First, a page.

A pioneer in non-geometric abstraction, Werneck also pioneered a quality of production with tiles, the use of glass and ceramic techniques, and the invention of his own tools. This conceptual artist working in his hands-on artistic atelier refined and combined bold, radical shapes and colors, not easily found in the Brazilian art of the 1940’s. His output fits easily into our current craze for craft and inspiration, explaining, in part, the resurgence of interest in Werneck’s work.
He made his first mosaic panels in terraçojardim for the roof garden at The Brazilian Institute of Reinsurance in Rio, with the project architects Marcelo and Milton Roberto. His first abstract art in public place was in 1942 with the first murals of Sao Francisco de Assisi Church in Pampulha designed by his old school chum, Oscar Niemeyer, followed by seven murals for the terrace of the Brazilian Reinsurance Institute.
In 1946, Werneck contributed two panels for an important project by Oscar Niemeyer: the headquarters of the Boavista Bank in downtown Rio de Janeiro. This commission was important for its new aesthetic applied to a bank headquarters and was followed by an invitation from Ruben Serra, architect of Banco do Brasil, to design and complete several murals in different Brazilian cities. By the 1960’s demand for Werneck’s work increased and he expanded his atelier. Later work was less illustrative and more pattern-based, wrapping architectural forms like wallpaper.
In 2001, Claudia received a phone call from a friend, who worked at General Cultural Heritage Department (DGPC) about a pending demolition of a Werneck project, which spurred her into action for preservation. After this, 43 murals were registered as national heritage in Rio de Janeiro at the family’s request. In 2004, the creation of the Paulo Werneck Project and launch of the artist’s website generated an intense exchange of e-mails with people throughout Brazil.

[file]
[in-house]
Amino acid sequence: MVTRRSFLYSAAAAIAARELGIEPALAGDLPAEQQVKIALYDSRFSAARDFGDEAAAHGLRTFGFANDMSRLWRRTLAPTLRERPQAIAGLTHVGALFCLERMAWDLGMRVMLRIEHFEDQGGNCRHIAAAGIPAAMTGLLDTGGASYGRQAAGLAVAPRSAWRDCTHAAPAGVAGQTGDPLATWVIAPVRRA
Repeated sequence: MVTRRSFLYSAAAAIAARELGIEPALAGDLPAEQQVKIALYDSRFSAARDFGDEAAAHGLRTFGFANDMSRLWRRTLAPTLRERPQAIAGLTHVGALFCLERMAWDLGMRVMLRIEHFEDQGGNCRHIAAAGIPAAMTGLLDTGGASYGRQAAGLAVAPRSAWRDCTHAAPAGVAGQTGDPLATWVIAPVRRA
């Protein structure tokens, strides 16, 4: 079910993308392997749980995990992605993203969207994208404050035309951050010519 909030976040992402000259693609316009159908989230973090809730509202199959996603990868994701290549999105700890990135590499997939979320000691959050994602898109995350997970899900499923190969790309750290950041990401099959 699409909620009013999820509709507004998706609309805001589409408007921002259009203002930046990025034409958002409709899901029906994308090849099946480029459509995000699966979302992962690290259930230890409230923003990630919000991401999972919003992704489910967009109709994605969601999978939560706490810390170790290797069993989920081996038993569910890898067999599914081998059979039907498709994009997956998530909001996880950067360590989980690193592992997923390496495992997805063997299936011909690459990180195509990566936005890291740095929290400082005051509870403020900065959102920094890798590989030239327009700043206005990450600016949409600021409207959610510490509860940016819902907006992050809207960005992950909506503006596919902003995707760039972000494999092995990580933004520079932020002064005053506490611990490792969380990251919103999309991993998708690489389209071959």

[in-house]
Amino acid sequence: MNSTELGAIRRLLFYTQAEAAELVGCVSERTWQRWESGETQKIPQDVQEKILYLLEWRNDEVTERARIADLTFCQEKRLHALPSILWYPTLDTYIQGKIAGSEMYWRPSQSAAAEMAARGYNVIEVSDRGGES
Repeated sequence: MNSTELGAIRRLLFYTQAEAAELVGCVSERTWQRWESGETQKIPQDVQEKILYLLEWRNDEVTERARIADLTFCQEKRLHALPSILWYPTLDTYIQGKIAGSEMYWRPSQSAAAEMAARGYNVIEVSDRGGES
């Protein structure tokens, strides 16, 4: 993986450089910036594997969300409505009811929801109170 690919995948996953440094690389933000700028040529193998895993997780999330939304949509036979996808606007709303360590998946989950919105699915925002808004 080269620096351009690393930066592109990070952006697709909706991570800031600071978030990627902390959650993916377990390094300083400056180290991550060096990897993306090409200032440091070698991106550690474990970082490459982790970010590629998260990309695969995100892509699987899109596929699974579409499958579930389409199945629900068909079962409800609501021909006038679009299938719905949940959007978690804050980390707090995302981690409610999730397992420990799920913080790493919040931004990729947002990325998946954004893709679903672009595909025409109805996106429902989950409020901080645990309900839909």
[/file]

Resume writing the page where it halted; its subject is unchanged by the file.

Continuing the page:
As children, both Claudia and Gaspar watched their grandfather create mosaics on the vacation house Marcelo Roberto designed for them on the island of Paqueta, which was granted landmark status in 2001. This history comes alive ten years later, with Gaspar’s introduction of Paulo Werneck Décor based on the mosaic designs. The line offers limited edition reproductions and adaptations of Werneck’s original patterns. Gaspar’s expertise in surface design, from his history designing for Kenneth Cole, Geoffrey Beene, and his own collection sold at stores such as Barneys, Saks, and Bergdorf Goodman, plus his natural heritage ensures his passion and adherence to Werneck’s line work, color, and texture. Products offered include custom mosaic installations and the licensure of rugs, wallpaper, furniture and lamps made in Brazil and the US. “The dream is to realize perfection in the mosaic technique and work with communities in Brazil to provide a good livelihood enriched by the revival of an artistic tradition,” explains Gaspar, in his skyscraper home, while surrounded by Paul Werneck’s perfect gouaches, tiny precious 1960’s era cocktail tables, topped by playful mosaic islands of blue sea and earthy sands along with his own vibrant color boards for ceramic tiles and rugs.
Down the elevator from Gaspar’s visionary perch, I traveled back to the sidewalks of noisy Manhattan, grateful and refreshed with my dive into the work of an artisan who, tile by bright tile, gave character and a historic stamp to Brazil’s major metropolis and its legacy of modernist design innovation. With Gaspar’s American enterprise coupled with his grandfather’s lighthearted designs, this next generation of giving to the public shines a little more light expanding the visual history of mosaic through the ages to include the importance of the South American tradition and the re-birth of interest in Brazil’s master, Paulo Werneck.
The show, Paulo Werneck–Muralista Brasileiro, opens on August 23rd and closes October 23rd, 2011 at Caixa Cultural–Brasilia.
JADE DRESSLER is a curator and consultant for consumer brands and private clients on art and design, from content to exhibits, from interiors to clothing collections and has a habit of spawning art interventions in far-flung locales like Portal do Sul on 10,000 acres in Brazil or urban Milan with the Green Provocateur project.
PAUL CLEMENCE is an award-winning photographer (http://paulclemence.com/) who has been shooting most of his life. His work can be seen in exhibitions as well as in major design and lifestyle publications. Over 400,000 people visit his his Architecture Photography Facebook page.